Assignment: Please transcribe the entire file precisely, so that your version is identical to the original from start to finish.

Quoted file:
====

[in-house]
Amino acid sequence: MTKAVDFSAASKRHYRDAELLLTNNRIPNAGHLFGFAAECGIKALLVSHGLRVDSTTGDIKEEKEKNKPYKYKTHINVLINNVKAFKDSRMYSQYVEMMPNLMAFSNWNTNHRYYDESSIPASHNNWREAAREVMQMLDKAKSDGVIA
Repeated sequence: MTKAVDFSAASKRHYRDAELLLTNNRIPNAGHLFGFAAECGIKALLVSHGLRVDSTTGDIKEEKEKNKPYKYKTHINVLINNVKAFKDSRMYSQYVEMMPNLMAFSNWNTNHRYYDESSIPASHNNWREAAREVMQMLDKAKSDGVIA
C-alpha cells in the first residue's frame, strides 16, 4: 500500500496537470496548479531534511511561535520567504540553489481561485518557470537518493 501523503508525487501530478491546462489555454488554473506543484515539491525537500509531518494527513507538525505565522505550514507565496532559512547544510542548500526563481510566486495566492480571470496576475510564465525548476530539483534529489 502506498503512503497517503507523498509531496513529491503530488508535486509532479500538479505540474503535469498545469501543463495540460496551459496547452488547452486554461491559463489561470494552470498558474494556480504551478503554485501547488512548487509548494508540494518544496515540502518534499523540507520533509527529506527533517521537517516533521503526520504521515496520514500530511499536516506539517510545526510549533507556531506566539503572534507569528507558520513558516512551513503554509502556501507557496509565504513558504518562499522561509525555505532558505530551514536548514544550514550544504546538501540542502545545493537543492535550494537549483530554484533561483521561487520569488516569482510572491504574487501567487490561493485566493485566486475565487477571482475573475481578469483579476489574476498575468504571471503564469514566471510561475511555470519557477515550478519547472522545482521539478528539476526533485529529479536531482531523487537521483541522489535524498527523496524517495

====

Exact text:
[in-house]
Amino acid sequence: MTKAVDFSAASKRHYRDAELLLTNNRIPNAGHLFGFAAECGIKALLVSHGLRVDSTTGDIKEEKEKNKPYKYKTHINVLINNVKAFKDSRMYSQYVEMMPNLMAFSNWNTNHRYYDESSIPASHNNWREAAREVMQMLDKAKSDGVIA
Repeated sequence: MTKAVDFSAASKRHYRDAELLLTNNRIPNAGHLFGFAAECGIKALLVSHGLRVDSTTGDIKEEKEKNKPYKYKTHINVLINNVKAFKDSRMYSQYVEMMPNLMAFSNWNTNHRYYDESSIPASHNNWREAAREVMQMLDKAKSDGVIA
C-alpha cells in the first residue's frame, strides 16, 4: 500500500496537470496548479531534511511561535520567504540553489481561485518557470537518493 501523503508525487501530478491546462489555454488554473506543484515539491525537500509531518494527513507538525505565522505550514507565496532559512547544510542548500526563481510566486495566492480571470496576475510564465525548476530539483534529489 502506498503512503497517503507523498509531496513529491503530488508535486509532479500538479505540474503535469498545469501543463495540460496551459496547452488547452486554461491559463489561470494552470498558474494556480504551478503554485501547488512548487509548494508540494518544496515540502518534499523540507520533509527529506527533517521537517516533521503526520504521515496520514500530511499536516506539517510545526510549533507556531506566539503572534507569528507558520513558516512551513503554509502556501507557496509565504513558504518562499522561509525555505532558505530551514536548514544550514550544504546538501540542502545545493537543492535550494537549483530554484533561483521561487520569488516569482510572491504574487501567487490561493485566493485566486475565487477571482475573475481578469483579476489574476498575468504571471503564469514566471510561475511555470519557477515550478519547472522545482521539478528539476526533485529529479536531482531523487537521483541522489535524498527523496524517495